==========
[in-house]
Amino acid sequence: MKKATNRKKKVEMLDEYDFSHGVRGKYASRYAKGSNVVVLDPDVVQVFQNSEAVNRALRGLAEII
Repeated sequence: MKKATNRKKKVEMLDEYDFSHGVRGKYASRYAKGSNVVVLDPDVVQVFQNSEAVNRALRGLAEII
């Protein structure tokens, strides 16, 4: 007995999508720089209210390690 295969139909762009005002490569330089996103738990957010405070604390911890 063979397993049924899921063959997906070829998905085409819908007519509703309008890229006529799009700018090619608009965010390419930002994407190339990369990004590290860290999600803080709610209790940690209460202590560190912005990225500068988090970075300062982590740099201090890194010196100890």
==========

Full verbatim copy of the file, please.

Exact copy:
[in-house]
Amino acid sequence: MKKATNRKKKVEMLDEYDFSHGVRGKYASRYAKGSNVVVLDPDVVQVFQNSEAVNRALRGLAEII
Repeated sequence: MKKATNRKKKVEMLDEYDFSHGVRGKYASRYAKGSNVVVLDPDVVQVFQNSEAVNRALRGLAEII
């Protein structure tokens, strides 16, 4: 007995999508720089209210390690 295969139909762009005002490569330089996103738990957010405070604390911890 063979397993049924899921063959997906070829998905085409819908007519509703309008890229006529799009700018090619608009965010390419930002994407190339990369990004590290860290999600803080709610209790940690209460202590560190912005990225500068988090970075300062982590740099201090890194010196100890």